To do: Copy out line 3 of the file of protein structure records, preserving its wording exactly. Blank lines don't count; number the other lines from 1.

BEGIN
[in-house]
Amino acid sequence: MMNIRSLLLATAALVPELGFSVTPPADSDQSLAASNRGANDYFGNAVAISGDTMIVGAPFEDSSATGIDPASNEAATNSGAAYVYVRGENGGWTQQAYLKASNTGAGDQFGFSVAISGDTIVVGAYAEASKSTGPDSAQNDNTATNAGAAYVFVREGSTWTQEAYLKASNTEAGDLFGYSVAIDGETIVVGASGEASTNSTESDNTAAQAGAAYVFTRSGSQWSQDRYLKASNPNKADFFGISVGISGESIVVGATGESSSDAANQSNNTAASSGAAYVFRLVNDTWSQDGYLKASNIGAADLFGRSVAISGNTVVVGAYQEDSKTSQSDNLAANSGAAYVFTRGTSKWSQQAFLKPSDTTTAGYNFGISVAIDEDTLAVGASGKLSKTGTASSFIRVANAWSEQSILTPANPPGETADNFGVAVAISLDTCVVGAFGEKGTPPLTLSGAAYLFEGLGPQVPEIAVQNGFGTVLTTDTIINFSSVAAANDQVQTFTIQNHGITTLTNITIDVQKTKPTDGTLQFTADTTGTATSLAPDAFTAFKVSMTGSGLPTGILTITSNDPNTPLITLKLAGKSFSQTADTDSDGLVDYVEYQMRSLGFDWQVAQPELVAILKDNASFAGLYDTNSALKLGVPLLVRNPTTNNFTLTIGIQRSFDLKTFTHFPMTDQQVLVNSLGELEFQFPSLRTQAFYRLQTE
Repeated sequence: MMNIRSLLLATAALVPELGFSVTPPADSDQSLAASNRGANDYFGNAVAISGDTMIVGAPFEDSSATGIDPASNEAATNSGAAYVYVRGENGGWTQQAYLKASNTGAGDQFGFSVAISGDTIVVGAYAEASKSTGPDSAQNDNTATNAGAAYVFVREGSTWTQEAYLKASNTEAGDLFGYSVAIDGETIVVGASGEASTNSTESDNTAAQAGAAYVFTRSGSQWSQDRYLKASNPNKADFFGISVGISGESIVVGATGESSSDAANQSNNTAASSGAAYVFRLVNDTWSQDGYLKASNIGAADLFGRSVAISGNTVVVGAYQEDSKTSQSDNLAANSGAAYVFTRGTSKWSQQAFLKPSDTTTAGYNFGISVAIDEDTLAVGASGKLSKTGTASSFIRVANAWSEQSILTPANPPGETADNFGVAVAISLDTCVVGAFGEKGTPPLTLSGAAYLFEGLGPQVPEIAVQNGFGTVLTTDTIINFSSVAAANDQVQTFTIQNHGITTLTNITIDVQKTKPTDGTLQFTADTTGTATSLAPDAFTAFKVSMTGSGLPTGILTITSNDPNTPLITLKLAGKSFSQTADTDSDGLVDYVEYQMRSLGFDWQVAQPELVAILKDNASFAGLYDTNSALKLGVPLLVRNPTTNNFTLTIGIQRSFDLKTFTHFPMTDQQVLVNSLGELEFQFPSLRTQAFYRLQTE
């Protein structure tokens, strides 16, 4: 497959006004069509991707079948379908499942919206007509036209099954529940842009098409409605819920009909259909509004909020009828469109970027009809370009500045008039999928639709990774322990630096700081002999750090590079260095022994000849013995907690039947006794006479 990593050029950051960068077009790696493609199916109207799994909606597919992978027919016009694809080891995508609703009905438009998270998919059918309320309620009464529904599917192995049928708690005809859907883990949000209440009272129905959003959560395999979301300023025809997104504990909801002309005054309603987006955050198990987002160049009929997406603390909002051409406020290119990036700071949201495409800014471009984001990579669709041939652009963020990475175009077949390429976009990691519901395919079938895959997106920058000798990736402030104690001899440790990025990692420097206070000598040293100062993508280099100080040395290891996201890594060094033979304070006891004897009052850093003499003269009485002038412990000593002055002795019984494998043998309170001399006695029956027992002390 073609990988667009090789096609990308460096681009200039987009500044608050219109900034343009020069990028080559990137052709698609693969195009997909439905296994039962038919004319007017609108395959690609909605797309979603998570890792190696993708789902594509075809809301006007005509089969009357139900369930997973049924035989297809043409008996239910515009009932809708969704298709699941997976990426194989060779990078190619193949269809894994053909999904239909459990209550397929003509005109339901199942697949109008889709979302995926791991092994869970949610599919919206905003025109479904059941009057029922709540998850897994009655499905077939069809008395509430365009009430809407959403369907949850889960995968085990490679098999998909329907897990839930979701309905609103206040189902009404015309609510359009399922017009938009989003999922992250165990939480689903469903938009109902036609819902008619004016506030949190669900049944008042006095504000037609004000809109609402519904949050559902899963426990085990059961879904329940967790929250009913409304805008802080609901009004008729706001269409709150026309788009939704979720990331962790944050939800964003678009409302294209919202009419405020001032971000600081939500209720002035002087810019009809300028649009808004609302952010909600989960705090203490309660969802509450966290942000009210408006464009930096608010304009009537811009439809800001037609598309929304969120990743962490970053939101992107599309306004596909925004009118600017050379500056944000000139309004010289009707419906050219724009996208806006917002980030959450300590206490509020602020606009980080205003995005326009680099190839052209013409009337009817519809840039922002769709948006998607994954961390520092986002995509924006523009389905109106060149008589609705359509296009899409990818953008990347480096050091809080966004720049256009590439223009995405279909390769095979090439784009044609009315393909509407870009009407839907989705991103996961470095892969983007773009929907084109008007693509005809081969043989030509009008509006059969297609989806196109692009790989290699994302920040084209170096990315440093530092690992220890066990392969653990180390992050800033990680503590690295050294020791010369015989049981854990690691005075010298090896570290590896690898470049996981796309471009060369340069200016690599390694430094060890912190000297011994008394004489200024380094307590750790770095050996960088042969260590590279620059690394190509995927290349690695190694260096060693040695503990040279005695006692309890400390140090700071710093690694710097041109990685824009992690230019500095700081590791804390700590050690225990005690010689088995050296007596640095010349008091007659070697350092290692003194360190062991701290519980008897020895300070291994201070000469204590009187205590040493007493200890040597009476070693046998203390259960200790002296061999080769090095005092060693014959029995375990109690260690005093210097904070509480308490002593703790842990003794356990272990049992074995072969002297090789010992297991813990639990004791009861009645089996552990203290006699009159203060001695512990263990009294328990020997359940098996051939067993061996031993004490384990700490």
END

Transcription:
Repeated sequence: MMNIRSLLLATAALVPELGFSVTPPADSDQSLAASNRGANDYFGNAVAISGDTMIVGAPFEDSSATGIDPASNEAATNSGAAYVYVRGENGGWTQQAYLKASNTGAGDQFGFSVAISGDTIVVGAYAEASKSTGPDSAQNDNTATNAGAAYVFVREGSTWTQEAYLKASNTEAGDLFGYSVAIDGETIVVGASGEASTNSTESDNTAAQAGAAYVFTRSGSQWSQDRYLKASNPNKADFFGISVGISGESIVVGATGESSSDAANQSNNTAASSGAAYVFRLVNDTWSQDGYLKASNIGAADLFGRSVAISGNTVVVGAYQEDSKTSQSDNLAANSGAAYVFTRGTSKWSQQAFLKPSDTTTAGYNFGISVAIDEDTLAVGASGKLSKTGTASSFIRVANAWSEQSILTPANPPGETADNFGVAVAISLDTCVVGAFGEKGTPPLTLSGAAYLFEGLGPQVPEIAVQNGFGTVLTTDTIINFSSVAAANDQVQTFTIQNHGITTLTNITIDVQKTKPTDGTLQFTADTTGTATSLAPDAFTAFKVSMTGSGLPTGILTITSNDPNTPLITLKLAGKSFSQTADTDSDGLVDYVEYQMRSLGFDWQVAQPELVAILKDNASFAGLYDTNSALKLGVPLLVRNPTTNNFTLTIGIQRSFDLKTFTHFPMTDQQVLVNSLGELEFQFPSLRTQAFYRLQTE